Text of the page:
Renault relied on loan to “survive” Covid-19 – TopAuto
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Renault relied on loan to “survive” Covid-19

Renault faced a severe liquidity crunch during the worst of the pandemic and relied on a state-backed loan to survive, according to the French government’s auditor.

A report by the Cour des Comptes published Monday detailed just how strained the automaker’s balance sheet became during the first half of 2020, when factories and showrooms were shut by Covid-19 lockdowns.

At the time, Renault Chairman Jean-Dominique Senard and interim CEO Clotilde Delbos described the state-backed loan of as much as 5 billion euros (R88.3 billion) as important for the company as a safety net that was obtained “to be on the safe side.”

In the end, the 4 billion euros (R70.6 billoin) drawn down by the automaker by the end of 2020 proved “essential to maintaining the activity of the group,” the auditor wrote. The company reported a record loss that year.

Renault, like the rest of the automotive industry, was hit hard by plummeting vehicle sales.

Yet the French company suffered more than rivals such as Volkswagen and Stellantis because it was emerging from management turmoil following the 2018 arrest of former leader Carlos Ghosn and a period of over-expansion.

Strained Finances

As Covid-19 took hold in Europe and France went into a hard lockdown, Renault’s finances became increasingly strained and the company was forced to turn to an existing credit line and ask for a state-backed loan, the auditor wrote.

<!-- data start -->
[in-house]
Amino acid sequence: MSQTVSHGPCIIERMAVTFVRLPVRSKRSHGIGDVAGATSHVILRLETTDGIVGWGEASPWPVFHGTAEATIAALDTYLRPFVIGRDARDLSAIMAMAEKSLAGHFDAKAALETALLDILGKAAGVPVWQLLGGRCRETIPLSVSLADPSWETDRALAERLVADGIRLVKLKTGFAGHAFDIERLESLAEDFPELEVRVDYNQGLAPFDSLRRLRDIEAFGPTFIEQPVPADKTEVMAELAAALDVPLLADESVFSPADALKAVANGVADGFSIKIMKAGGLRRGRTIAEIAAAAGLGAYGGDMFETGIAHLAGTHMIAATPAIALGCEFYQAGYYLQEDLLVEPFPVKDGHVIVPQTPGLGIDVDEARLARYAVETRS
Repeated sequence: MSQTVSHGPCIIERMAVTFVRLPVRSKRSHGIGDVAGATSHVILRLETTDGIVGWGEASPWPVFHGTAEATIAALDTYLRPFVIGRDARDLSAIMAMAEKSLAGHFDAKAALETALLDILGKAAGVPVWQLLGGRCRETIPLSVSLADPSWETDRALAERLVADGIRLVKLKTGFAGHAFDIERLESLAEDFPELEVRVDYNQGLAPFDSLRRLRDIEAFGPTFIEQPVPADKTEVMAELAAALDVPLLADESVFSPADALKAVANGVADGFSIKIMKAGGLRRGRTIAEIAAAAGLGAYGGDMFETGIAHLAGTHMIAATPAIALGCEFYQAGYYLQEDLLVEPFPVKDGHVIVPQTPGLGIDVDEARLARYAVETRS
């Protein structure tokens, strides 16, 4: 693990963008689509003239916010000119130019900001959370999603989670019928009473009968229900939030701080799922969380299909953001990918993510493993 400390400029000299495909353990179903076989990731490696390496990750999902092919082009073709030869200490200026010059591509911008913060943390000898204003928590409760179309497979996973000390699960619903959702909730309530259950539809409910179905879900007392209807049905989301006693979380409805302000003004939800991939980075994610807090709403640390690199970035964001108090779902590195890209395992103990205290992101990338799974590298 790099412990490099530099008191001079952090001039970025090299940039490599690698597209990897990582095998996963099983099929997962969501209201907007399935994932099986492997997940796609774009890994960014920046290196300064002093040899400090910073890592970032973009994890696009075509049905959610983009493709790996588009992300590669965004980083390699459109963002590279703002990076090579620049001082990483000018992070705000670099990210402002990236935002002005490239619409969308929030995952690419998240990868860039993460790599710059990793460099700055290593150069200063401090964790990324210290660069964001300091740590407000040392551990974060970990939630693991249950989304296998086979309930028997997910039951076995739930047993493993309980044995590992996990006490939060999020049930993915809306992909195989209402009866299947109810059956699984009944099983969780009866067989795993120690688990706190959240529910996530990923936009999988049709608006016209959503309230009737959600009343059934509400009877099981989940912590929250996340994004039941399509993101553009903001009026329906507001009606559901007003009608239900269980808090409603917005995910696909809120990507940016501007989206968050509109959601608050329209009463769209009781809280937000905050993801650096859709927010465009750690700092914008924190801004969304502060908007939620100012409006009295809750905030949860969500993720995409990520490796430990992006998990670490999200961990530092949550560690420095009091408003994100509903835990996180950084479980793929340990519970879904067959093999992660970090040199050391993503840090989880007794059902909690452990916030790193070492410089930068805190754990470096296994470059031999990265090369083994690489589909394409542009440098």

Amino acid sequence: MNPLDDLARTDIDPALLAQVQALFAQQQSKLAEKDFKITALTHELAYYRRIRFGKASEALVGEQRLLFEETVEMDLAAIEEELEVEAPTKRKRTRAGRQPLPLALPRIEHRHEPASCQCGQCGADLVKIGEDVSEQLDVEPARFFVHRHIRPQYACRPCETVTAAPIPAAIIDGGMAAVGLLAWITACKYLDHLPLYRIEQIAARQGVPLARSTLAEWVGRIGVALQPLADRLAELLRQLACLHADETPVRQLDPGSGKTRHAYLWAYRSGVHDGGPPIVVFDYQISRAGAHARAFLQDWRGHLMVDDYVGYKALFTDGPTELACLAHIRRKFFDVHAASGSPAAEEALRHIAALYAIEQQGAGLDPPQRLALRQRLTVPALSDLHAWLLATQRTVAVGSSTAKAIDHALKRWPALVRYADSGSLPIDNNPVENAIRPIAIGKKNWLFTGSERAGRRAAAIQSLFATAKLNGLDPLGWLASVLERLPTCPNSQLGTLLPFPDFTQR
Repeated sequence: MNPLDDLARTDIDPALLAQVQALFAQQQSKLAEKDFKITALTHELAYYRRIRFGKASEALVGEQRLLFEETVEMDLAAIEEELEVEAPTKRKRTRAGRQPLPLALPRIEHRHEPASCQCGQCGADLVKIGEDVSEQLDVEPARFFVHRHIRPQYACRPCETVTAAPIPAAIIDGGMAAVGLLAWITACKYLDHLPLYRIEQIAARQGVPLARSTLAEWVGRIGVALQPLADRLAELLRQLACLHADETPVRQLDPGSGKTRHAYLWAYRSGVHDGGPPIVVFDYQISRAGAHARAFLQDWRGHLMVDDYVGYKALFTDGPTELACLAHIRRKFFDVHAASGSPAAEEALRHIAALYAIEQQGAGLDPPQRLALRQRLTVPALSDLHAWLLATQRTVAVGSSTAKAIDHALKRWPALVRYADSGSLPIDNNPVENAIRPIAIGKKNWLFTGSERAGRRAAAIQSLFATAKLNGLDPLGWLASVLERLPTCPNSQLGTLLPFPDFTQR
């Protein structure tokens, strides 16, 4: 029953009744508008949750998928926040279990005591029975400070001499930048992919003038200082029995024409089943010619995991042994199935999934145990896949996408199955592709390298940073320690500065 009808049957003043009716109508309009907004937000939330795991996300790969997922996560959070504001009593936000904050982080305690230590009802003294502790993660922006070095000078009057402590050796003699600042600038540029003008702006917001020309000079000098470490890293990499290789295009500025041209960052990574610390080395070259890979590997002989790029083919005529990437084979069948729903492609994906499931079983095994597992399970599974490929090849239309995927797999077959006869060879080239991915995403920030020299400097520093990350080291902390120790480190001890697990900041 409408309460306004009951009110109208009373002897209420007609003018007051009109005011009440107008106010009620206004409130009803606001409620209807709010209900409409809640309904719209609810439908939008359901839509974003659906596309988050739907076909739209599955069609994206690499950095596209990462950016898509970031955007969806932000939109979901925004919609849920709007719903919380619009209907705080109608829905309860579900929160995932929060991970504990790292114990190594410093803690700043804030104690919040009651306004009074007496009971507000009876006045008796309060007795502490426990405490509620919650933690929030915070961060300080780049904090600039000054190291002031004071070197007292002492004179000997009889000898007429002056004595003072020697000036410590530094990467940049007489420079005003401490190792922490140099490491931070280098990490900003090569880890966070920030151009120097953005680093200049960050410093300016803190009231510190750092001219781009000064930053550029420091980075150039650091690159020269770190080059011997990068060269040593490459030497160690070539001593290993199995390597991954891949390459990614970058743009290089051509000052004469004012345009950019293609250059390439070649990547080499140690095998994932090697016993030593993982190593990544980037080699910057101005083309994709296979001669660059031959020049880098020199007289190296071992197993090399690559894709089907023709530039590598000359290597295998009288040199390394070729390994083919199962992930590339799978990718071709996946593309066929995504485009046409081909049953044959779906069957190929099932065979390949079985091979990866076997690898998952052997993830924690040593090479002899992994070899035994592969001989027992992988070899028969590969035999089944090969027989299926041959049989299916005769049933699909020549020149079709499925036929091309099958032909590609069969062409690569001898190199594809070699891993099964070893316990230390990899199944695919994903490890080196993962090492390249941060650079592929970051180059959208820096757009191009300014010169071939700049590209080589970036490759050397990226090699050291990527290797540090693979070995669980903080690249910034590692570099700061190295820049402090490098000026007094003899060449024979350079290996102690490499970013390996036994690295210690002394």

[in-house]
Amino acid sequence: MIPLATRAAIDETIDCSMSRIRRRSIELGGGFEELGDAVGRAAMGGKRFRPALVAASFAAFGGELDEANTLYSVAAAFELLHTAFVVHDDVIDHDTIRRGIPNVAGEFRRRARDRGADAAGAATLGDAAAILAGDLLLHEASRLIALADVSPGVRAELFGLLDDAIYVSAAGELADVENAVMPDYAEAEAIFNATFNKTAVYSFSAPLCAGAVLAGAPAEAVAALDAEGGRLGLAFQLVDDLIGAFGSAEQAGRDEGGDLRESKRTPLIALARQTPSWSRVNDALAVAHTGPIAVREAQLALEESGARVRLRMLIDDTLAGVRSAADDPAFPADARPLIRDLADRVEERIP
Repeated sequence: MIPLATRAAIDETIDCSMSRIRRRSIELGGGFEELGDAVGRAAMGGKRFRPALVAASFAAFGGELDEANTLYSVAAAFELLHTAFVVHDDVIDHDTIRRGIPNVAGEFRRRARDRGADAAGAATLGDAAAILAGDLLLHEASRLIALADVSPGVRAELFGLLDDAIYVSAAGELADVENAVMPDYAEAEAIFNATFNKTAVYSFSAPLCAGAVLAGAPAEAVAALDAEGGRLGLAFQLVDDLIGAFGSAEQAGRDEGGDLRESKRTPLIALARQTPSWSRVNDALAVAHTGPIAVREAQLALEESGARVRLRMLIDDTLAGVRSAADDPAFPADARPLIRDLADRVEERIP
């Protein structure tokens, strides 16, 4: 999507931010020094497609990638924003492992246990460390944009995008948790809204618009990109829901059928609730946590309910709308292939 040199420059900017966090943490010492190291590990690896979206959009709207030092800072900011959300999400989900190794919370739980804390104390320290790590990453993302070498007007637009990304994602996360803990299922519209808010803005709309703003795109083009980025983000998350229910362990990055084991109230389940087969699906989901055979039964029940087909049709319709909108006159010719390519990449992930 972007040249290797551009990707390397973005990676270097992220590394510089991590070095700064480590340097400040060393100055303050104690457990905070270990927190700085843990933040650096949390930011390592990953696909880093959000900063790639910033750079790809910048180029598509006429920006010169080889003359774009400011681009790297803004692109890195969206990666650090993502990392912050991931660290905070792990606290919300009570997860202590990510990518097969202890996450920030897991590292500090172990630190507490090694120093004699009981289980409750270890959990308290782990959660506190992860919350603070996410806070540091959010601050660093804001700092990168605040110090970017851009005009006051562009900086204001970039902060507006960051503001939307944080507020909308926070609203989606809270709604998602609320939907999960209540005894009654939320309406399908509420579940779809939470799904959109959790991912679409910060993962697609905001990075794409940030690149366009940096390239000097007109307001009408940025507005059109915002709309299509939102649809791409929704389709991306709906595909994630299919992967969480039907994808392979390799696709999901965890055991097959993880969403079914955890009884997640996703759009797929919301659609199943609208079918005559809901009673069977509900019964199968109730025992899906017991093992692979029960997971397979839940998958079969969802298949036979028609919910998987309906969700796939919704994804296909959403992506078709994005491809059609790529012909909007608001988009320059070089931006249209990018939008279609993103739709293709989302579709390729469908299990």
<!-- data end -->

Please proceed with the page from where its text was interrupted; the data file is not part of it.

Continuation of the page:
A cost reduction plan that would have been deeper than the 2 billion euros (R35.3 billion) already announced was blocked because of its unacceptable labor implications, according to the report.

While the loan allowed Renault’s balance sheet to remain net positive, it “hasn’t resolved the more structural problem of profitability,” the auditor concluded.

In response to the findings, Renault said the loan enabled the company to have cash and reassure investors.

“It wasn’t exactly its survival that was at stake but a sufficient level of liquidity,” it said.

The company reimbursed 1 billion euros (R17.7 billion) last year and expects to pay back the same amount this year, Delbos said last month.

The Cour des Comptes’s findings on Renault were part of a broader report about management of French government’s holdings in companies.

It concludes that changes are needed.



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